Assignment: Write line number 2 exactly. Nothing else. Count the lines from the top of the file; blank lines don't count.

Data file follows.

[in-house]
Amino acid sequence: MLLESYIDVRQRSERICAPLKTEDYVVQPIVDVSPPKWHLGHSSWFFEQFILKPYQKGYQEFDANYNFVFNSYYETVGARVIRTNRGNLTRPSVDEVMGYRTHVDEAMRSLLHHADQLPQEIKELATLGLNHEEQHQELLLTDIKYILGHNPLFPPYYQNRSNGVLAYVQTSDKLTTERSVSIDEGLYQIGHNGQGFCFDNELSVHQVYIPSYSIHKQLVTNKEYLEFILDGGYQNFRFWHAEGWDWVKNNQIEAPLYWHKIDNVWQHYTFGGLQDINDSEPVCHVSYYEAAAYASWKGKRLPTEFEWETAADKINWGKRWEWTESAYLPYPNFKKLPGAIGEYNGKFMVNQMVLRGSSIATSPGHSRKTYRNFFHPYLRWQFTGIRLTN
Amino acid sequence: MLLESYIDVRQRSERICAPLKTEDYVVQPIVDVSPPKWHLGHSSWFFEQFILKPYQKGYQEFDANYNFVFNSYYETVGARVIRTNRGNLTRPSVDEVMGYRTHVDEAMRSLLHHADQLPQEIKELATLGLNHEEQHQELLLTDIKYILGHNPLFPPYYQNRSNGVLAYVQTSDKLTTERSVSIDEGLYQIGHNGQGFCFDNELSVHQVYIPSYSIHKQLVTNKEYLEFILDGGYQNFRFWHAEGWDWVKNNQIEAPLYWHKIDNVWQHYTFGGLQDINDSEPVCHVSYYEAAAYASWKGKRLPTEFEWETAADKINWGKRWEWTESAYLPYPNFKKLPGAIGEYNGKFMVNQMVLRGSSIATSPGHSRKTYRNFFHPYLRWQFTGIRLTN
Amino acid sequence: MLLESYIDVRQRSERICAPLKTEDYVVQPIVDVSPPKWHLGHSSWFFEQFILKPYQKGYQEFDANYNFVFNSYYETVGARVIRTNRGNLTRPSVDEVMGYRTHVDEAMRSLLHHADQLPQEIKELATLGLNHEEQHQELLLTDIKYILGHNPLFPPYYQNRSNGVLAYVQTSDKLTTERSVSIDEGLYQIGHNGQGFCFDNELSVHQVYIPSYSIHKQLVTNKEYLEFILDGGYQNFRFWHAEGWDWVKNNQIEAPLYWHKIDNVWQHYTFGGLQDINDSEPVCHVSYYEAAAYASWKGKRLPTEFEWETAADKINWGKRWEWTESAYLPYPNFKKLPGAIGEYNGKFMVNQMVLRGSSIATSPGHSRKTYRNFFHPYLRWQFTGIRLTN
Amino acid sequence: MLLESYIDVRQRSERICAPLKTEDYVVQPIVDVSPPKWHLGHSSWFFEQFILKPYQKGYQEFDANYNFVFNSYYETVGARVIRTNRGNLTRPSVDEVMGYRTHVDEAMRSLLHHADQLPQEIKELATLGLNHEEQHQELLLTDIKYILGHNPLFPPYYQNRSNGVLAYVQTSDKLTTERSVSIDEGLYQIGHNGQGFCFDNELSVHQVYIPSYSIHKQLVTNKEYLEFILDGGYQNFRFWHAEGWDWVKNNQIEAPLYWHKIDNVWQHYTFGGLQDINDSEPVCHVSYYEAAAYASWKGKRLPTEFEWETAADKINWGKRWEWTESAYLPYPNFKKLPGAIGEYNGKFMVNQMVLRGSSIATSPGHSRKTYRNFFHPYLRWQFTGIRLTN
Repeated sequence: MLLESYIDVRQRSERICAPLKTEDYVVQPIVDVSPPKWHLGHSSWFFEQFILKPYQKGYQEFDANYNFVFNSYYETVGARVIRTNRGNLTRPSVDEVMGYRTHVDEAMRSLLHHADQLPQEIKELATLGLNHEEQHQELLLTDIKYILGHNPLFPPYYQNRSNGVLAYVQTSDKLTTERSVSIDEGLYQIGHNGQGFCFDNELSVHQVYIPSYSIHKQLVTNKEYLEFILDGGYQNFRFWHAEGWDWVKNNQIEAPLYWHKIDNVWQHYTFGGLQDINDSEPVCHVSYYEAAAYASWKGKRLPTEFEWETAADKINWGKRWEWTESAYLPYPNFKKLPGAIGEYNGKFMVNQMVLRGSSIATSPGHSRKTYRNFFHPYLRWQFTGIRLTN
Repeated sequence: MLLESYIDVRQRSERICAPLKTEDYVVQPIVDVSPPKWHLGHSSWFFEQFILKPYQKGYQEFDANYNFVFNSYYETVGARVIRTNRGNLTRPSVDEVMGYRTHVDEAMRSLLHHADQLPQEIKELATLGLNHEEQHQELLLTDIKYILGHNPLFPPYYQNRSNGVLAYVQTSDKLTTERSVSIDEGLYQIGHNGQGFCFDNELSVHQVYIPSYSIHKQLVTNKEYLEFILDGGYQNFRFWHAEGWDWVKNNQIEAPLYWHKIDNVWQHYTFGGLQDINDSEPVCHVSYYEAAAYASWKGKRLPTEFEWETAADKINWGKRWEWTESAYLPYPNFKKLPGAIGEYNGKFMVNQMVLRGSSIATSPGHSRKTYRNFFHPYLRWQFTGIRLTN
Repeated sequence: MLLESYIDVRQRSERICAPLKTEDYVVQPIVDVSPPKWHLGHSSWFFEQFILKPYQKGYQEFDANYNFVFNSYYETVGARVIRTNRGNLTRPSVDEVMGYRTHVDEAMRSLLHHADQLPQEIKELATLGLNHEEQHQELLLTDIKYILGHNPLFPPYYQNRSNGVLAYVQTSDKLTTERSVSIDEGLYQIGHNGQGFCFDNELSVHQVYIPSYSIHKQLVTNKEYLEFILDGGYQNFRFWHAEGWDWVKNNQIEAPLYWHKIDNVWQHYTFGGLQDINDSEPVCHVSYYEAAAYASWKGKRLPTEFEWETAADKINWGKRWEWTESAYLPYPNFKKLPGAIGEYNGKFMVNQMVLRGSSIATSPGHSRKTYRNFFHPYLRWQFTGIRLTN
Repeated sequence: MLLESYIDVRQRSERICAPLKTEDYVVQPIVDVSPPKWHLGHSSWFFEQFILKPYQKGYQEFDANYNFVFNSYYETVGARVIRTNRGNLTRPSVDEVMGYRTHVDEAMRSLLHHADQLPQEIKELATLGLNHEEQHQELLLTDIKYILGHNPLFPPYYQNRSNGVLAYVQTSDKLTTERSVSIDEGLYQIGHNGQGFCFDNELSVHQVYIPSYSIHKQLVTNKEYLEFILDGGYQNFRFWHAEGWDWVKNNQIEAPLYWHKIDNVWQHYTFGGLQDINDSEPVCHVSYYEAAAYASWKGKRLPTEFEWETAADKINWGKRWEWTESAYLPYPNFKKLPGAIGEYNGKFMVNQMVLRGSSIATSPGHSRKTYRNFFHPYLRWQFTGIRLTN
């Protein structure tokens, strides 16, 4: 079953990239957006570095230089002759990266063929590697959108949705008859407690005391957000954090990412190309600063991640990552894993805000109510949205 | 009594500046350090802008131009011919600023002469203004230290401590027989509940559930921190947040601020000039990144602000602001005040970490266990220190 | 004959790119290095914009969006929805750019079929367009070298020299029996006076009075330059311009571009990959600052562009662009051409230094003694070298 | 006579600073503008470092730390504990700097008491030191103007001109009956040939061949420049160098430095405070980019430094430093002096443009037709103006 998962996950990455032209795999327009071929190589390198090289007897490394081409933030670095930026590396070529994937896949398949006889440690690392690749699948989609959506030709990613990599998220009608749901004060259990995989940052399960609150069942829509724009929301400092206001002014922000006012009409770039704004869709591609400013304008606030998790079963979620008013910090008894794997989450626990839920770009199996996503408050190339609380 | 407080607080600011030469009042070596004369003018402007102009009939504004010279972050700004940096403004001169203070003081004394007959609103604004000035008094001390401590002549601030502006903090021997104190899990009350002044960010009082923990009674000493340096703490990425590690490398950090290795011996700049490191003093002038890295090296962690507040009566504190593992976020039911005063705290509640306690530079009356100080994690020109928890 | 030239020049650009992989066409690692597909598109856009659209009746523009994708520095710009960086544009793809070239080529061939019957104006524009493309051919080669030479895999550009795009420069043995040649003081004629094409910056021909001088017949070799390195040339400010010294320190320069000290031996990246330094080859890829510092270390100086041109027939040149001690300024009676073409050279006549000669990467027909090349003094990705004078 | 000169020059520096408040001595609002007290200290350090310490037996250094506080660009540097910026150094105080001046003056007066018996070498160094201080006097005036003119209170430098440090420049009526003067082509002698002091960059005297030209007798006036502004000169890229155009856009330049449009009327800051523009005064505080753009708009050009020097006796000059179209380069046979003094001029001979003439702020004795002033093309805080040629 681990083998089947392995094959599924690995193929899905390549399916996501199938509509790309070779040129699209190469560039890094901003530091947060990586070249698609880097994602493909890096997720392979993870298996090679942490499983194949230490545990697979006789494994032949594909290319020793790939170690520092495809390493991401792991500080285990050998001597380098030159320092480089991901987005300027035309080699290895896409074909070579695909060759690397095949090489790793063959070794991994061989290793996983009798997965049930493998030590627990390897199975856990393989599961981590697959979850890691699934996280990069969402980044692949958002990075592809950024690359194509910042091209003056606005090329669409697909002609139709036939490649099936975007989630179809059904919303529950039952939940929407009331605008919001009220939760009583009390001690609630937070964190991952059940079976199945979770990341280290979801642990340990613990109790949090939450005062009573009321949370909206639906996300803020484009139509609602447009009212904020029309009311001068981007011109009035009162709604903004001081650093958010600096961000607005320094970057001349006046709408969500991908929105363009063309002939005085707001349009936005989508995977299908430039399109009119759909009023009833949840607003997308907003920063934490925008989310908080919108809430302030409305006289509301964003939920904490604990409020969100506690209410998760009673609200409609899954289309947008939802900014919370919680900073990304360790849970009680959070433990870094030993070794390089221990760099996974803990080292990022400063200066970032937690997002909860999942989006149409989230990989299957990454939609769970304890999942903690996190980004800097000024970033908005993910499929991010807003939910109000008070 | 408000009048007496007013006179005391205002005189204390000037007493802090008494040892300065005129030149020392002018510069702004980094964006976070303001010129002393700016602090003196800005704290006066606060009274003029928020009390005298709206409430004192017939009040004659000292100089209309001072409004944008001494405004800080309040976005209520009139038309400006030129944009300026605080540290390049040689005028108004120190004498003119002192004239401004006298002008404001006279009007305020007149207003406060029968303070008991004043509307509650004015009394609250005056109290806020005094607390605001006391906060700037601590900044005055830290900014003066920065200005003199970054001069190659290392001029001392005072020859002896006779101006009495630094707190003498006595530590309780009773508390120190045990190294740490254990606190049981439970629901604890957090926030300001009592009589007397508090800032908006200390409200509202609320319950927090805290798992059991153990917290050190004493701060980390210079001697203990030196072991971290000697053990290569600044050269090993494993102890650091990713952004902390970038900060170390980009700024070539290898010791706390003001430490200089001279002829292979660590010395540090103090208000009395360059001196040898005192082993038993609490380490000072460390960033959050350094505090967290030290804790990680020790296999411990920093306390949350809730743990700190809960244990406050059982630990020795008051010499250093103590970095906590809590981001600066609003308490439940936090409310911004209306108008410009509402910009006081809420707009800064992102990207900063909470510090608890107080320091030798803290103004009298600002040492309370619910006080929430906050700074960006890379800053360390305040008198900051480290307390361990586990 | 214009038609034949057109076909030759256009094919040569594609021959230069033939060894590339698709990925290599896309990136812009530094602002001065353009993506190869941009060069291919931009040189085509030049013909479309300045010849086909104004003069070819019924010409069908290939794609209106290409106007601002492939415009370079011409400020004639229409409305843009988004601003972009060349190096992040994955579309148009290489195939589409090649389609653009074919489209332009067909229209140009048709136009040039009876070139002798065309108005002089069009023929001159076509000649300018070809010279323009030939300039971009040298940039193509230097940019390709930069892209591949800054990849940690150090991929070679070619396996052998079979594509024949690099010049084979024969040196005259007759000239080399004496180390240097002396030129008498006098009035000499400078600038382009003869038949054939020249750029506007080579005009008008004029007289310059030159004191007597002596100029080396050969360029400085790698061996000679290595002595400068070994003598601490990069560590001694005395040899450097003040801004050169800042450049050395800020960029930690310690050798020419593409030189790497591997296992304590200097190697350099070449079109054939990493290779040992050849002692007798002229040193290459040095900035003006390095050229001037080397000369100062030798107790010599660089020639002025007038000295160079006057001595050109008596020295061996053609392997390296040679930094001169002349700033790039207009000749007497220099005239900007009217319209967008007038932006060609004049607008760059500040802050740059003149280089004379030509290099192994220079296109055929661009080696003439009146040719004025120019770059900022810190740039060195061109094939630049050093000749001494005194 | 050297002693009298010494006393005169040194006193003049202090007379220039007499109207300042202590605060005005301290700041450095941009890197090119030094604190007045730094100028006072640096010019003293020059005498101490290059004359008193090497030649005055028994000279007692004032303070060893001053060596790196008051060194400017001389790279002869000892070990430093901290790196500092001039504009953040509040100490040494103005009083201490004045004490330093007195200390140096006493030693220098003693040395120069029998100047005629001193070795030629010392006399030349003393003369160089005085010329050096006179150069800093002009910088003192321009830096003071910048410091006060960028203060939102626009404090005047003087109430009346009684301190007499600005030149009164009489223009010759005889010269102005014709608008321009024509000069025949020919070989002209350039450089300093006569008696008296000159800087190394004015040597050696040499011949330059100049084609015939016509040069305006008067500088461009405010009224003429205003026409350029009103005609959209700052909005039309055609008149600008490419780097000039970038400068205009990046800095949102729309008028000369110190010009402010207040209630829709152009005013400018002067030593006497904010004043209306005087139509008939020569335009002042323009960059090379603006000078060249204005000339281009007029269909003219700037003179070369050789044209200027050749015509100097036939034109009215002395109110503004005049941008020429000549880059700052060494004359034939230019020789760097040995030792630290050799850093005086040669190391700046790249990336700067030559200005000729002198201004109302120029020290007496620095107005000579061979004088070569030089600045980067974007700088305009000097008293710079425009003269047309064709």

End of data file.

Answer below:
Amino acid sequence: MLLESYIDVRQRSERICAPLKTEDYVVQPIVDVSPPKWHLGHSSWFFEQFILKPYQKGYQEFDANYNFVFNSYYETVGARVIRTNRGNLTRPSVDEVMGYRTHVDEAMRSLLHHADQLPQEIKELATLGLNHEEQHQELLLTDIKYILGHNPLFPPYYQNRSNGVLAYVQTSDKLTTERSVSIDEGLYQIGHNGQGFCFDNELSVHQVYIPSYSIHKQLVTNKEYLEFILDGGYQNFRFWHAEGWDWVKNNQIEAPLYWHKIDNVWQHYTFGGLQDINDSEPVCHVSYYEAAAYASWKGKRLPTEFEWETAADKINWGKRWEWTESAYLPYPNFKKLPGAIGEYNGKFMVNQMVLRGSSIATSPGHSRKTYRNFFHPYLRWQFTGIRLTN